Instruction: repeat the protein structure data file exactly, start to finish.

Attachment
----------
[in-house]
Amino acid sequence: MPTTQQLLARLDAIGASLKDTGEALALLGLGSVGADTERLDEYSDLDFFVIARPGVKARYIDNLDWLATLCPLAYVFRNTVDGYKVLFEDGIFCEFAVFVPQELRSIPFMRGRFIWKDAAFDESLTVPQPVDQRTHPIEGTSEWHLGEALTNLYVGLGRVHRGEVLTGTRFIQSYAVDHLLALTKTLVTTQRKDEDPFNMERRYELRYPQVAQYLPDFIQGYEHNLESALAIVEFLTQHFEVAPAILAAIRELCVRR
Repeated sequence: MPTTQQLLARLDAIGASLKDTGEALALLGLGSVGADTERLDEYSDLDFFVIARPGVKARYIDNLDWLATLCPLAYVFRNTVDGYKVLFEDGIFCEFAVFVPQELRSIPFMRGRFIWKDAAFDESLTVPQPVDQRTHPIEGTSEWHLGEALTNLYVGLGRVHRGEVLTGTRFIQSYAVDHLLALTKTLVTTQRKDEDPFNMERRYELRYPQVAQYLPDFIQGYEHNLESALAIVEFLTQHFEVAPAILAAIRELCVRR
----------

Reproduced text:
[in-house]
Amino acid sequence: MPTTQQLLARLDAIGASLKDTGEALALLGLGSVGADTERLDEYSDLDFFVIARPGVKARYIDNLDWLATLCPLAYVFRNTVDGYKVLFEDGIFCEFAVFVPQELRSIPFMRGRFIWKDAAFDESLTVPQPVDQRTHPIEGTSEWHLGEALTNLYVGLGRVHRGEVLTGTRFIQSYAVDHLLALTKTLVTTQRKDEDPFNMERRYELRYPQVAQYLPDFIQGYEHNLESALAIVEFLTQHFEVAPAILAAIRELCVRR
Repeated sequence: MPTTQQLLARLDAIGASLKDTGEALALLGLGSVGADTERLDEYSDLDFFVIARPGVKARYIDNLDWLATLCPLAYVFRNTVDGYKVLFEDGIFCEFAVFVPQELRSIPFMRGRFIWKDAAFDESLTVPQPVDQRTHPIEGTSEWHLGEALTNLYVGLGRVHRGEVLTGTRFIQSYAVDHLLALTKTLVTTQRKDEDPFNMERRYELRYPQVAQYLPDFIQGYEHNLESALAIVEFLTQHFEVAPAILAAIRELCVRR